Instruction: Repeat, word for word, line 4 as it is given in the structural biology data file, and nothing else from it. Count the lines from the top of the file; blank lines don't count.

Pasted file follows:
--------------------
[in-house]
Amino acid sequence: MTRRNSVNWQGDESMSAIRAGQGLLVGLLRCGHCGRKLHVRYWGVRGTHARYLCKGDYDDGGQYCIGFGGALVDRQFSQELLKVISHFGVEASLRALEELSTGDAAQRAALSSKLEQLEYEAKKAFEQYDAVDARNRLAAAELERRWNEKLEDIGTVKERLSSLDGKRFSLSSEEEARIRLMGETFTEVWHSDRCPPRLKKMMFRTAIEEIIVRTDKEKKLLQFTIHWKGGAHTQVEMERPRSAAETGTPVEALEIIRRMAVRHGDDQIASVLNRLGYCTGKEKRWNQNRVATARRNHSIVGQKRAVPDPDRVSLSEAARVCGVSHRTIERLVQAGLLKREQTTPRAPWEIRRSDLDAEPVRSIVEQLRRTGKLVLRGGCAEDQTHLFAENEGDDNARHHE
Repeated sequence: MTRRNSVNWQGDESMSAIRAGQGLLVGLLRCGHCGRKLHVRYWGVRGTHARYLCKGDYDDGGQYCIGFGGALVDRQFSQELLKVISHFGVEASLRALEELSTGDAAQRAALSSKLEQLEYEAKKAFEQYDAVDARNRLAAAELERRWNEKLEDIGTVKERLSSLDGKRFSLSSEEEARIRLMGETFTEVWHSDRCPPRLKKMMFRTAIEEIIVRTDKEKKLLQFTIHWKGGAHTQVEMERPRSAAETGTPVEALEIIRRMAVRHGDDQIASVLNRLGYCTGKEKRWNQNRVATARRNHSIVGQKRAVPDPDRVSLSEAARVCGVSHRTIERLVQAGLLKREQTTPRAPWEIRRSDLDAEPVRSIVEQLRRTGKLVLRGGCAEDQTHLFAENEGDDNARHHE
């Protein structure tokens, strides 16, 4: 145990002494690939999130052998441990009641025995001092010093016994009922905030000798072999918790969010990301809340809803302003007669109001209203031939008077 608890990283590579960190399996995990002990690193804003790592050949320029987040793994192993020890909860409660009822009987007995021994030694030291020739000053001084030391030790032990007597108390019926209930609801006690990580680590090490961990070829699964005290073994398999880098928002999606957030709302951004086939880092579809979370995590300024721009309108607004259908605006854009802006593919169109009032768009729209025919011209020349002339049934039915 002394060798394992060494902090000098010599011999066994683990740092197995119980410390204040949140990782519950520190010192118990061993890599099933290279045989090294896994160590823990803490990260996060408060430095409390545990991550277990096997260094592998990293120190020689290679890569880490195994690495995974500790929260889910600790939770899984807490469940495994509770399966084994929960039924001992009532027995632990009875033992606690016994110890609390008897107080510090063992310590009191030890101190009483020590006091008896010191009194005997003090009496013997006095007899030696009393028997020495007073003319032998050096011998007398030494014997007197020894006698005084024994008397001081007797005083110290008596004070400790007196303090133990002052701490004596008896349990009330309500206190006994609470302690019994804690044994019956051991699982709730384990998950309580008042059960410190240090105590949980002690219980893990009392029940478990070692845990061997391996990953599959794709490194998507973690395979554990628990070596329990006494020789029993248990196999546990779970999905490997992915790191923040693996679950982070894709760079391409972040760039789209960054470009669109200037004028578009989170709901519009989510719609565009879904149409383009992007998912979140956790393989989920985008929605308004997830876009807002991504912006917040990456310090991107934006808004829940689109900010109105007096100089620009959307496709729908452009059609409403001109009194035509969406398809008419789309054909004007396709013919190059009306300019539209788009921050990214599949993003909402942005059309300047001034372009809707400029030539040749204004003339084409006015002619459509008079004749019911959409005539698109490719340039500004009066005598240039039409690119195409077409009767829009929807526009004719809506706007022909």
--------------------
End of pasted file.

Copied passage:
């Protein structure tokens, strides 16, 4: 145990002494690939999130052998441990009641025995001092010093016994009922905030000798072999918790969010990301809340809803302003007669109001209203031939008077 608890990283590579960190399996995990002990690193804003790592050949320029987040793994192993020890909860409660009822009987007995021994030694030291020739000053001084030391030790032990007597108390019926209930609801006690990580680590090490961990070829699964005290073994398999880098928002999606957030709302951004086939880092579809979370995590300024721009309108607004259908605006854009802006593919169109009032768009729209025919011209020349002339049934039915 002394060798394992060494902090000098010599011999066994683990740092197995119980410390204040949140990782519950520190010192118990061993890599099933290279045989090294896994160590823990803490990260996060408060430095409390545990991550277990096997260094592998990293120190020689290679890569880490195994690495995974500790929260889910600790939770899984807490469940495994509770399966084994929960039924001992009532027995632990009875033992606690016994110890609390008897107080510090063992310590009191030890101190009483020590006091008896010191009194005997003090009496013997006095007899030696009393028997020495007073003319032998050096011998007398030494014997007197020894006698005084024994008397001081007797005083110290008596004070400790007196303090133990002052701490004596008896349990009330309500206190006994609470302690019994804690044994019956051991699982709730384990998950309580008042059960410190240090105590949980002690219980893990009392029940478990070692845990061997391996990953599959794709490194998507973690395979554990628990070596329990006494020789029993248990196999546990779970999905490997992915790191923040693996679950982070894709760079391409972040760039789209960054470009669109200037004028578009989170709901519009989510719609565009879904149409383009992007998912979140956790393989989920985008929605308004997830876009807002991504912006917040990456310090991107934006808004829940689109900010109105007096100089620009959307496709729908452009059609409403001109009194035509969406398809008419789309054909004007396709013919190059009306300019539209788009921050990214599949993003909402942005059309300047001034372009809707400029030539040749204004003339084409006015002619459509008079004749019911959409005539698109490719340039500004009066005598240039039409690119195409077409009767829009929807526009004719809506706007022909």